Sunday, May 16, 2021


Don’t Expect President Obama to Talk About Race–Yet…

March 28, 2009 by  
Filed under News, Weekly Columns

(Akiit.com) The third year Senator from Illinois pulled no punches in 2007 when he wrote that “the long march” toward justice and equality is far from over. Then Senator Barack Obama wrote the punchy words in the introduction to the National Urban League’s hard hitting annual State of Black America report. It details the social and economic woes of millions of poor blacks.

It was no accident that then Senator Obama was picked to ram home the point that discrimination and poverty are still towering problems that plague the black poor and not so poor. His past civil rights and poverty activist work in inner city Chicago neighborhoods was well-known and widely admired.

So there was more than a dose of irony mixed with a hint of disappointment when Urban League President Marc Morial minced no words and implored President Obama to talk about black issues. Morial can’t be blamed for trying to nudge the president to say and do more about black issues. They are still just as tormenting today as they were when the Illinois junior senator spoke out on them. The State of Black America report as it has done almost ritually for the past decade warns that blacks are less likely to own their own homes, die earlier, are far more likely to be jailed disproportionately and receive longer sentences, receive less or poorer quality health care and earn far less than whites. They attend failing public schools, and are more likely the victims of racially motivated hate crimes than any other group.

The economic crash has slammed blacks harder than any other group. They have higher rate of home foreclosures, the greatest loss of jobs, and there’s been even more shrinkage in funds for the worst performing and poorest schools. These are the exact things that Obama agonized over two years ago in the Urban League report. But that was two years ago and a presidential election apart from his days on the streets of Southside Chicago and his stint in the Senate.

Even without the heavy weighted preoccupation with cleaning up the Wall Street mess and jumpstarting a moribund economy, President Obama still wouldn’t likely frontally talk about race. One reason is practical, transparent, and carries far less risk than bringing in the race issue. Obama’s oft stated stance is that the gaping racial disparities that the Urban League chides him to address can best be dealt with by greater funding outlays and more proactive programs and initiatives on health care and education reform, and by the creation of thousands of new jobs, and energy and technology expansion and independence. It’s a variation on the old rising tide lifts all ships approach to solving the problems of the poor, and since the ships that are in the poorest shape of all are those of the poor and minorities, they will benefit the most by this approach. Stand alone talk about race just muddies things up.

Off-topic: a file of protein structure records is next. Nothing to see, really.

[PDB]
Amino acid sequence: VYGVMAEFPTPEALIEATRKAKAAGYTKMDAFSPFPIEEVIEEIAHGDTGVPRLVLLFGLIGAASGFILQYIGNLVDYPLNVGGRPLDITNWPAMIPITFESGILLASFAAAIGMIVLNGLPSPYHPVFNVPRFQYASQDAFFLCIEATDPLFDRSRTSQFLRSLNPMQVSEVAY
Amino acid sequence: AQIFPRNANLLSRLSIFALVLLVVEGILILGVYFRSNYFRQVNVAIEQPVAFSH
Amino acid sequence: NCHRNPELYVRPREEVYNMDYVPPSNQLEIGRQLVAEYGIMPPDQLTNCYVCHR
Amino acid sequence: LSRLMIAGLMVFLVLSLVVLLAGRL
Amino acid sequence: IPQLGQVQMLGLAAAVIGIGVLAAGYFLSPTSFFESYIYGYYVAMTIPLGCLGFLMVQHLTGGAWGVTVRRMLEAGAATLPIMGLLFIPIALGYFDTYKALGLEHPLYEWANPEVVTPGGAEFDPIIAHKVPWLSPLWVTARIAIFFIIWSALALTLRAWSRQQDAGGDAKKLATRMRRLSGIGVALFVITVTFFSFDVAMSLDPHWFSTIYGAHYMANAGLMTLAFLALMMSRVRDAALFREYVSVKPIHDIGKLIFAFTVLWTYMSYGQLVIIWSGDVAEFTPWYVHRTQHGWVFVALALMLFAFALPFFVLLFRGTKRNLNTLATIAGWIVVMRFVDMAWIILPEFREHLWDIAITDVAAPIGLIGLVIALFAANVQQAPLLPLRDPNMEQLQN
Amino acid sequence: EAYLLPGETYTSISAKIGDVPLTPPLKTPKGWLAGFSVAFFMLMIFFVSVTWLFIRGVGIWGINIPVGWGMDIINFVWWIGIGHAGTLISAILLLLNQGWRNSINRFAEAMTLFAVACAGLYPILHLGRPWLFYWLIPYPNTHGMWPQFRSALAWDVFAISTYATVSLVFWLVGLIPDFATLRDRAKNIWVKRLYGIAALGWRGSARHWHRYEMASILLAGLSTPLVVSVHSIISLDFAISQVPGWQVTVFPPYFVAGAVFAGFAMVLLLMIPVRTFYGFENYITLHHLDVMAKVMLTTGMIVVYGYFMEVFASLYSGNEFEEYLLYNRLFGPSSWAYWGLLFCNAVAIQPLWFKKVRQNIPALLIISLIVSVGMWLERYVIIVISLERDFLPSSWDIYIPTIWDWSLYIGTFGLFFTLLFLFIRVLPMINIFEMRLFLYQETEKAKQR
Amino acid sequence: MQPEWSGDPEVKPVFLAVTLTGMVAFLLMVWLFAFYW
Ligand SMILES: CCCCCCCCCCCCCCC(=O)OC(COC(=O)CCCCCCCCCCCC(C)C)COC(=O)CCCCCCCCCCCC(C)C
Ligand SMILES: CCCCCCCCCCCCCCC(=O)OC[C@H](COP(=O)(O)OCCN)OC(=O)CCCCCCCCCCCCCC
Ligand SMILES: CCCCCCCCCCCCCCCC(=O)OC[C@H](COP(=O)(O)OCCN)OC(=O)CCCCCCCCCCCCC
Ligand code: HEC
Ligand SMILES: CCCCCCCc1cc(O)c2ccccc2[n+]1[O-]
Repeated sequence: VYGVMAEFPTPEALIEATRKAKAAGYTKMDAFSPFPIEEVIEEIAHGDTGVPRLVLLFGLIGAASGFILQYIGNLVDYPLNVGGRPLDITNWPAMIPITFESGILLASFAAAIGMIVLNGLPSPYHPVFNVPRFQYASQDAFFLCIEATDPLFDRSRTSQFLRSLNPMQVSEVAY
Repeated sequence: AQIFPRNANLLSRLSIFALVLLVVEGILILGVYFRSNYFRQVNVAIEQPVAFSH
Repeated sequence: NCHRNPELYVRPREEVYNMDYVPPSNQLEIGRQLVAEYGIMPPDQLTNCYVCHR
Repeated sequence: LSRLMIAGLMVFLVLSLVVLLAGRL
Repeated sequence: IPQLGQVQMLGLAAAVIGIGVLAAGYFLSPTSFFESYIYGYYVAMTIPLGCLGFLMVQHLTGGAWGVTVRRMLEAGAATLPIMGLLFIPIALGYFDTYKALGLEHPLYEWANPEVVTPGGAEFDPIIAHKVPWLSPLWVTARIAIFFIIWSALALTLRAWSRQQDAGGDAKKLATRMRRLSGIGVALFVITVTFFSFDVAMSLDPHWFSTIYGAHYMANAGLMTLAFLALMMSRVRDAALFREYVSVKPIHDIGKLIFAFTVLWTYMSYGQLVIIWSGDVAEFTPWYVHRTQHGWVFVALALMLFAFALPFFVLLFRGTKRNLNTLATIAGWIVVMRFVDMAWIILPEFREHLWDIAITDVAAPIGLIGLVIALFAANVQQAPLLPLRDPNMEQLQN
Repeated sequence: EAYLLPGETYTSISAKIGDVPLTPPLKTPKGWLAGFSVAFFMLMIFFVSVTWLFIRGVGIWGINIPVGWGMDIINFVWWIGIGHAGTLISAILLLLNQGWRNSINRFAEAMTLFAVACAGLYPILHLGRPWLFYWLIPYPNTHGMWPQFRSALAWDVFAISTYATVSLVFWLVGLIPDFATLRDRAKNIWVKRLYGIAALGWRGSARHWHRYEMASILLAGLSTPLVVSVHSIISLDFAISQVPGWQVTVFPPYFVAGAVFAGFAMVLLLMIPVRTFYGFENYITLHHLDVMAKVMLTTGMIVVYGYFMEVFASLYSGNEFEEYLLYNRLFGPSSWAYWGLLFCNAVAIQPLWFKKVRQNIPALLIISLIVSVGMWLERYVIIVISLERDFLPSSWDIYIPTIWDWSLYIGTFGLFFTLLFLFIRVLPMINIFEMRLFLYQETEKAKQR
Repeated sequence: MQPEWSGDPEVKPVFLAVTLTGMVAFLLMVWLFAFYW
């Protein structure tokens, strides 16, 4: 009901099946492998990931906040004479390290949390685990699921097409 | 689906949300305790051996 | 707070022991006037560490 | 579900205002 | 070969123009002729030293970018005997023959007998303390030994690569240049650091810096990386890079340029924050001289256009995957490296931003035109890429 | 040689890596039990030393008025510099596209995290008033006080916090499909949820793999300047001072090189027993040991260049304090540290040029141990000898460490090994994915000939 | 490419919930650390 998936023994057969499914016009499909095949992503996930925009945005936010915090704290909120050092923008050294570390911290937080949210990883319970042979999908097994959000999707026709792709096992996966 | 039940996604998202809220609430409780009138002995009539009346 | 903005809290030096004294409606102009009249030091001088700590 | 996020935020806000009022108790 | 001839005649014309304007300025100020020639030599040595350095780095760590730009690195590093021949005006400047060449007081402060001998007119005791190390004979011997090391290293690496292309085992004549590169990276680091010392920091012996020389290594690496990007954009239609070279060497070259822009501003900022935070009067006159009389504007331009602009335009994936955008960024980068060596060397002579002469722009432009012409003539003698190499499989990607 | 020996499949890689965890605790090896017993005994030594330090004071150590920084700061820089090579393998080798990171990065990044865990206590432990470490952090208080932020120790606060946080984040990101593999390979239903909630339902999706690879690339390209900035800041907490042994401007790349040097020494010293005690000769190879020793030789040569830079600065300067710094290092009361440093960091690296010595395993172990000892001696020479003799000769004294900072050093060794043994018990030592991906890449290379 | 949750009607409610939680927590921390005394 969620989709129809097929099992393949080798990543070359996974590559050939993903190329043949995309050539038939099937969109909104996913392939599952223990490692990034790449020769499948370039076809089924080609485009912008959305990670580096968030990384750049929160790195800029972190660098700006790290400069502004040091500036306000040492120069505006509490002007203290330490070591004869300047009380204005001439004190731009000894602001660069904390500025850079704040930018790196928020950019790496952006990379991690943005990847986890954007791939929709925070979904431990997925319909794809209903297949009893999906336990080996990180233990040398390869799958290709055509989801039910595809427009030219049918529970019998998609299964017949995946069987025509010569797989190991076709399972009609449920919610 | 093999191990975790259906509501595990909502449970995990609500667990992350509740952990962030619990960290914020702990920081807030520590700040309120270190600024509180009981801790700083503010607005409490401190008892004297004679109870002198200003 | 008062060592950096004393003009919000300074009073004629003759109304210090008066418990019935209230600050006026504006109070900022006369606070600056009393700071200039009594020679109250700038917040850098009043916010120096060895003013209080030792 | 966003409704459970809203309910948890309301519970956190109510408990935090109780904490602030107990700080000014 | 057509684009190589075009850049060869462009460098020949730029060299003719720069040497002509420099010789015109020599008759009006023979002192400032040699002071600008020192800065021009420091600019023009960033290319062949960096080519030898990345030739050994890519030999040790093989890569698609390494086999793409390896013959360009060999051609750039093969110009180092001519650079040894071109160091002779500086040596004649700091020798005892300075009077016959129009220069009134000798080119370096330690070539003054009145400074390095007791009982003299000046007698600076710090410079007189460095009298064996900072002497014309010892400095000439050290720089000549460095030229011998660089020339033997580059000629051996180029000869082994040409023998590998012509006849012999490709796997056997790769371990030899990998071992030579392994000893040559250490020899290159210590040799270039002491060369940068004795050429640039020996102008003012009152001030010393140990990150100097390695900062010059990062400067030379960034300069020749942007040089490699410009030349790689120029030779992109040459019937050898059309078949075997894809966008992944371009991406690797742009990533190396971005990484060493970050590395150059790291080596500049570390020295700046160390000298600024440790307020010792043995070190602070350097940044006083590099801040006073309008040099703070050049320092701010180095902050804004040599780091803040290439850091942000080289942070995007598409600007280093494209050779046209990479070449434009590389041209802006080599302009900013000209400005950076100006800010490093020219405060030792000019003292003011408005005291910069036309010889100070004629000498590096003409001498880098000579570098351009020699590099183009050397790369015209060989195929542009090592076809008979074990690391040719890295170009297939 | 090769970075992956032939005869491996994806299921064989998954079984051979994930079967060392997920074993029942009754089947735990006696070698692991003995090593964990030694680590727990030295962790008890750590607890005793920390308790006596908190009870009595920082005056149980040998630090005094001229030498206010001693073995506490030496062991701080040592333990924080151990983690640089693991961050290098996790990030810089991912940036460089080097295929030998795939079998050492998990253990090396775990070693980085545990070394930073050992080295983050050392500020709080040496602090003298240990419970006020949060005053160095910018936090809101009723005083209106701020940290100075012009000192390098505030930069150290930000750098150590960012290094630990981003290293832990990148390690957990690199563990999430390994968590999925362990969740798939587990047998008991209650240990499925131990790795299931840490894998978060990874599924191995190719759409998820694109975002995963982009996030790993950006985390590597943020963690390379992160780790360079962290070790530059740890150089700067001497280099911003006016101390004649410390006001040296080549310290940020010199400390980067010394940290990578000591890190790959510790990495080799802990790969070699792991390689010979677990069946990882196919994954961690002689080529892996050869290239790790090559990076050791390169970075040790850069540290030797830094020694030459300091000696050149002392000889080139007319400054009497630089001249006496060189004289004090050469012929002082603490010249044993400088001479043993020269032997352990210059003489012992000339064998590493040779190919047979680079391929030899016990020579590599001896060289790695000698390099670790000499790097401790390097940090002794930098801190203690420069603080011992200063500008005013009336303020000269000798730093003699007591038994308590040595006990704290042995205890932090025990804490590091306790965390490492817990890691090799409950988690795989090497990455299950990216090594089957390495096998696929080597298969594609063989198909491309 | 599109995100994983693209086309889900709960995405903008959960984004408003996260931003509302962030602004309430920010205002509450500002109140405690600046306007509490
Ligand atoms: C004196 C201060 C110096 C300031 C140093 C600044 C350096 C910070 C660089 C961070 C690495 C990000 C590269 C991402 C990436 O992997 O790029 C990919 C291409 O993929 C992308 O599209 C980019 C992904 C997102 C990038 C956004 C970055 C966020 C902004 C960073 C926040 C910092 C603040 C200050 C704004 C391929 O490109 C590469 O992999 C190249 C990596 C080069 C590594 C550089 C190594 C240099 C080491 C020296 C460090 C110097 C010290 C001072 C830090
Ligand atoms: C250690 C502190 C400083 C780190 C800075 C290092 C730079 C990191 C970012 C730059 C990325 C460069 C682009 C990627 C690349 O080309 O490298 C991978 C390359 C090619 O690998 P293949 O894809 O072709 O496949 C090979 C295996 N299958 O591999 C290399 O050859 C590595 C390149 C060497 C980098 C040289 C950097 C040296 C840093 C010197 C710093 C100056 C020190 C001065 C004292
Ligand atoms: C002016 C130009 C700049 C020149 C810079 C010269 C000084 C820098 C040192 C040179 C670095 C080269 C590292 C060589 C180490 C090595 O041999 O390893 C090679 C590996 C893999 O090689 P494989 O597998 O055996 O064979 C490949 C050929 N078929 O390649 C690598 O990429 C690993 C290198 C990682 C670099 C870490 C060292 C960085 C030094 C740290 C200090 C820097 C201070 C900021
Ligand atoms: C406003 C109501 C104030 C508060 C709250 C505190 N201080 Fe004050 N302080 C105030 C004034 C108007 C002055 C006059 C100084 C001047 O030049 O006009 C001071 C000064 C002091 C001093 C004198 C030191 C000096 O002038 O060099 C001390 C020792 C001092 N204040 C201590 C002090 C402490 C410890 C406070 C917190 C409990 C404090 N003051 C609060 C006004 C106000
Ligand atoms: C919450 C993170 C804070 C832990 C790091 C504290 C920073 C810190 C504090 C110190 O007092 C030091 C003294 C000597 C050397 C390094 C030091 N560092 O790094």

But even if that wasn’t the case, Obama still wouldn’t likely say much about racial problems. Talk of civil rights has been a danger zone for presidential candidates and presidents for years, especially Democratic ones. That was glaringly evident during the past presidential campaign. The endless TV sound loop of Obama’s former pastor Jeremiah Wright’s inflammatory racial tirades in the midst of his fierce primary battle with Hillary Clinton sent momentary shell shocks through the campaign. It forced him to scramble fast and do damage control. The Wright flap guaranteed that race would not be even a vague utterance during the remainder of the campaign.

Presidential candidate Obama simply had to observe the rules of political expediency to win the White House. But President Obama also has to do the same, in fact all presidents do. The sore point issue with Obama just happens to be race. But with presidents Reagan, Bush Sr., and W. Bush, it was ideology.

The three GOP presidents at times were hammered hard by hard line Christian fundamentalists and ultra conservatives to say and especially do more to gut affirmative action, abortion rights, environmental regulations, and a full court press to slash government spending and government. Whatever they did was never enough to satisfy the critics on the far right.

Clinton got pounded by liberal interest groups for not saying and doing more on affirmative action, police violence and racial profiling, gay rights, hate crimes, and the strengthening labor and environmental protections strengthen. As with the GOP presidents, whatever he did do on these issues was never enough to satisfy the left side critics.

It’s the same with Obama. The only difference is that since he’s African-American he’s expected to talk about race. There still time, lots of time, for him to kiss the racial ring. That’s inevitable. It just won’t be now.

Written By Earl Ofari Hutchinson


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